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Wild Heaven and Bulleit Frontier Whiskey collaborate on new barrel-aged beers

Avondale Estates Food

Wild Heaven and Bulleit Frontier Whiskey collaborate on new barrel-aged beers

Kait Whitenack, Bulleit Cultural Ambassador. Photo by Sara Amis. #FREEINVITEBYBULLEIT
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By Sara Amis, contributor 

Avondale Estates, GA — Wild Heaven Beer has launched the first of two new beers which are collaborations with Bulleit Frontier Whiskey. Georgia Crown distributes both brands and helped foster the plan to use Bulleit’s whiskey barrels to age Wild Heaven beers.

95 Shilling Imperial Scotch Ale is aged in Bulleit’s 95 Rye Whiskey barrels.

“The rye being more peppery, being a little bit brighter spirit, I wanted something that would be more dark fruit and molasses,” said brewmaster Eric Johnson. “So the idea of a wee heavy Scotch ale, that would have all of those raisin, plum dark notes pairing with the bright spiciness, was what I thought would be a wonderful marriage between the two.”

The second beer is coming out in December, an Imperial Stout called 437 Miles South, aged in Bulleit’s bourbon barrels.

“Bourbon is such a big flavor,” said Johnson. “We made the imperial stout for that barrel that’s very chocolatey, coffee, toasty, roasty…I think the beers that go into barrels need to be big. Otherwise, it just winds up tasting like fizzy watered-down bourbon, which is boring.”

Johnson says the name of 95 Shilling is both a reference to Bulleit’s 95 Rye and a bit of a beer nerd in-joke, in that traditionally the strength of a beer in Scotland was reflected in the price. I tried some and the taste did in fact start off spicy without being excessively sharp, then mellowed into a mapley, complex, almost buttery taste. I look forward to the stout, but 95 Shilling easily makes it onto my list of beers to revisit and could become a favorite.

Both partners in this whiskey barrel collaboration sound optimistic, but both are also conscious of the fact that bartenders are more dependent on people going out than the companies themselves.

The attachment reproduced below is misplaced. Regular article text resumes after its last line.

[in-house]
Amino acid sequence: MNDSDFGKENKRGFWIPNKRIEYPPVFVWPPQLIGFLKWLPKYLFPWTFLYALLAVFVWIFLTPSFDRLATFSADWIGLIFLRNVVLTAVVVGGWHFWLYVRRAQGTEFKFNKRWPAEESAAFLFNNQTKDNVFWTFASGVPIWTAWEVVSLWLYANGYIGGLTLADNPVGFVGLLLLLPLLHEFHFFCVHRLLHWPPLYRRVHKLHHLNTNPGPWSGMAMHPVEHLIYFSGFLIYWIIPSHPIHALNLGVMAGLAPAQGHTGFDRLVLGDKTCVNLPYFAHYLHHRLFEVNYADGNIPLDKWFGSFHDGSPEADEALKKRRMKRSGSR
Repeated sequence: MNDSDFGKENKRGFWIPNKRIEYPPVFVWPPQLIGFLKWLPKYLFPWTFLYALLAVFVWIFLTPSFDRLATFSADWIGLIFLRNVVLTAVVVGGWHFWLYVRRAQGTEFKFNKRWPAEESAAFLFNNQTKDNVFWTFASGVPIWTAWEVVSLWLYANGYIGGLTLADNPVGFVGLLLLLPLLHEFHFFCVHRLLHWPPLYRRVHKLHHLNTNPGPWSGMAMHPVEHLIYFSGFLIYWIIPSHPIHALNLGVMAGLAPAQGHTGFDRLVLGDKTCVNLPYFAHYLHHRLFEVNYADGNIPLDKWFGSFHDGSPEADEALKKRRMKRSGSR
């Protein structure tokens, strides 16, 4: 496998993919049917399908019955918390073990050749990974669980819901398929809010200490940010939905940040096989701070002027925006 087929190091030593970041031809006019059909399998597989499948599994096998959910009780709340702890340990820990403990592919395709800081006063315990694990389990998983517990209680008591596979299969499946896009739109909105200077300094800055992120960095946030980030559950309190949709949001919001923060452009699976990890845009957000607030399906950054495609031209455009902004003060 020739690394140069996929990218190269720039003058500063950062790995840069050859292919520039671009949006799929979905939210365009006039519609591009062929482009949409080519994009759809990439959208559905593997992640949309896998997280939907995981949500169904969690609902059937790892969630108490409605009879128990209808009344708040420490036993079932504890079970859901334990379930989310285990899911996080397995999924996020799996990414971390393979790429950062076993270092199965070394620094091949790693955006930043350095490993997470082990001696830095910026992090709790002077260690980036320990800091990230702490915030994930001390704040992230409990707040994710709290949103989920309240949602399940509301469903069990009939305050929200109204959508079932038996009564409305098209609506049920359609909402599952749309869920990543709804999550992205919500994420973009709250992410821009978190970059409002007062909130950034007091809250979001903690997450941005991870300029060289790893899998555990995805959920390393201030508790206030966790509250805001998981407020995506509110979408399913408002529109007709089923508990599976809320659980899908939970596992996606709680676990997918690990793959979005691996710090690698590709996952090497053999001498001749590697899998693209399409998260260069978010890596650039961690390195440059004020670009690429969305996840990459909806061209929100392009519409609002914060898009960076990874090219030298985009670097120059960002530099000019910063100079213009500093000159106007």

“People drink in good times and bad,” said Kait Whitestack, Bulleit’s “Cultural Ambassador” for the Southeast. “I do think people miss this camaraderie, this community.” Both companies are looking for ways to adapt to the continuing pandemic and keep everyone afloat.

 

Bulleit has a program called the Frontier Fund that employs bartenders to do ad spots and offer tips for home bartending.

“At the end of the day, we are a brand built by bartenders, and we haven’t forgotten that,” said Whitestack.

Nick Purdy, president of Wild Heaven, was lavish with his praise of the bartenders present and says he’s running the heaters full blast at their Avondale Estates location with the doors open to the patio so they can stay open even when the weather turns cold.

The fact that Atlanta’s weather is at least intermittently mild year-round is an advantage.

“Every day the weather is decent, it’s thousands of dollars,” said Purdy. “That’s saving jobs. We can’t have as many people inside as we did, but we have to keep people safe. We have to, we have to.”

“Georgia has a lot of great craft breweries, but this has been an incredible experience and I hope that we can do more with Wild Heaven,” said Whitestack.  95 Shilling will be available next week at both Wild Heaven locations and on shelves across Atlanta.

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